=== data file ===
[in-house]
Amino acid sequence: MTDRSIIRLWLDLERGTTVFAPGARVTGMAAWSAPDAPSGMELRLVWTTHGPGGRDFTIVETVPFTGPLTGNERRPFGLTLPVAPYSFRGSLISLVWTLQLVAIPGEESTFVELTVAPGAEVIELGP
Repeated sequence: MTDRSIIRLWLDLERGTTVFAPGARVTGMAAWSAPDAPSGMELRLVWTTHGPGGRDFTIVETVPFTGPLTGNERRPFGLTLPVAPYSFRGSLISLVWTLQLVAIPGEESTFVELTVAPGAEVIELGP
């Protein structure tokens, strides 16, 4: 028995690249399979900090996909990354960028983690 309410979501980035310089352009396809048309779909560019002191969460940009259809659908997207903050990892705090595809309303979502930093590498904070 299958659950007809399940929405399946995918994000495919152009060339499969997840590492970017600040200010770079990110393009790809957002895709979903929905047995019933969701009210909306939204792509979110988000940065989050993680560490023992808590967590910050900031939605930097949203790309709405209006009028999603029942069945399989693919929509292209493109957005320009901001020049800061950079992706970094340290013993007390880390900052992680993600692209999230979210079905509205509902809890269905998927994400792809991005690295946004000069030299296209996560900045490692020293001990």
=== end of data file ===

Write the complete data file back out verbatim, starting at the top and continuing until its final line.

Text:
[in-house]
Amino acid sequence: MTDRSIIRLWLDLERGTTVFAPGARVTGMAAWSAPDAPSGMELRLVWTTHGPGGRDFTIVETVPFTGPLTGNERRPFGLTLPVAPYSFRGSLISLVWTLQLVAIPGEESTFVELTVAPGAEVIELGP
Repeated sequence: MTDRSIIRLWLDLERGTTVFAPGARVTGMAAWSAPDAPSGMELRLVWTTHGPGGRDFTIVETVPFTGPLTGNERRPFGLTLPVAPYSFRGSLISLVWTLQLVAIPGEESTFVELTVAPGAEVIELGP
């Protein structure tokens, strides 16, 4: 028995690249399979900090996909990354960028983690 309410979501980035310089352009396809048309779909560019002191969460940009259809659908997207903050990892705090595809309303979502930093590498904070 299958659950007809399940929405399946995918994000495919152009060339499969997840590492970017600040200010770079990110393009790809957002895709979903929905047995019933969701009210909306939204792509979110988000940065989050993680560490023992808590967590910050900031939605930097949203790309709405209006009028999603029942069945399989693919929509292209493109957005320009901001020049800061950079992706970094340290013993007390880390900052992680993600692209999230979210079905509205509902809890269905998927994400792809991005690295946004000069030299296209996560900045490692020293001990």